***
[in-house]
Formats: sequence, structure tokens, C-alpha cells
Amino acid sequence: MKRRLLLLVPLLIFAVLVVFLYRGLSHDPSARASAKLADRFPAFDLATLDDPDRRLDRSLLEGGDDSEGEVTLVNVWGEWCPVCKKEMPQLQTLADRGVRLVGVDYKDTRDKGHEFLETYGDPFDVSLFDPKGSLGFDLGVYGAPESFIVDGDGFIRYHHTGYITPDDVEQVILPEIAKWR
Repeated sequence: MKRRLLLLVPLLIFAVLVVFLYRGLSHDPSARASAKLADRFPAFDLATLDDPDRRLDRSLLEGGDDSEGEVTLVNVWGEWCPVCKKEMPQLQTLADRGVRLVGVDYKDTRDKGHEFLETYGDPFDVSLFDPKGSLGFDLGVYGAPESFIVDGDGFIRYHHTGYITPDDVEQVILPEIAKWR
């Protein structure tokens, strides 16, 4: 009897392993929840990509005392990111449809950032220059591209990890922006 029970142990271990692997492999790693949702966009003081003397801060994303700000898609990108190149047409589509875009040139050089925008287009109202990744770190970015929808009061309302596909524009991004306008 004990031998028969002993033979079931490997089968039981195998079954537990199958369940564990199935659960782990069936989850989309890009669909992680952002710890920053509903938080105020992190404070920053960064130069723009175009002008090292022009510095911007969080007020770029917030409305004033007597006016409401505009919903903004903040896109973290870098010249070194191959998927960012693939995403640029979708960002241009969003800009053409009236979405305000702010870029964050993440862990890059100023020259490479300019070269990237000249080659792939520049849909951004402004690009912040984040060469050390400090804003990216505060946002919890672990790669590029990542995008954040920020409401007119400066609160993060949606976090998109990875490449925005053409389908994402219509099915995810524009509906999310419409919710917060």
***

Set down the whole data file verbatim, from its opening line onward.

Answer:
[in-house]
Formats: sequence, structure tokens, C-alpha cells
Amino acid sequence: MKRRLLLLVPLLIFAVLVVFLYRGLSHDPSARASAKLADRFPAFDLATLDDPDRRLDRSLLEGGDDSEGEVTLVNVWGEWCPVCKKEMPQLQTLADRGVRLVGVDYKDTRDKGHEFLETYGDPFDVSLFDPKGSLGFDLGVYGAPESFIVDGDGFIRYHHTGYITPDDVEQVILPEIAKWR
Repeated sequence: MKRRLLLLVPLLIFAVLVVFLYRGLSHDPSARASAKLADRFPAFDLATLDDPDRRLDRSLLEGGDDSEGEVTLVNVWGEWCPVCKKEMPQLQTLADRGVRLVGVDYKDTRDKGHEFLETYGDPFDVSLFDPKGSLGFDLGVYGAPESFIVDGDGFIRYHHTGYITPDDVEQVILPEIAKWR
């Protein structure tokens, strides 16, 4: 009897392993929840990509005392990111449809950032220059591209990890922006 029970142990271990692997492999790693949702966009003081003397801060994303700000898609990108190149047409589509875009040139050089925008287009109202990744770190970015929808009061309302596909524009991004306008 004990031998028969002993033979079931490997089968039981195998079954537990199958369940564990199935659960782990069936989850989309890009669909992680952002710890920053509903938080105020992190404070920053960064130069723009175009002008090292022009510095911007969080007020770029917030409305004033007597006016409401505009919903903004903040896109973290870098010249070194191959998927960012693939995403640029979708960002241009969003800009053409009236979405305000702010870029964050993440862990890059100023020259490479300019070269990237000249080659792939520049849909951004402004690009912040984040060469050390400090804003990216505060946002919890672990790669590029990542995008954040920020409401007119400066609160993060949606976090998109990875490449925005053409389908994402219509099915995810524009509906999310419409919710917060």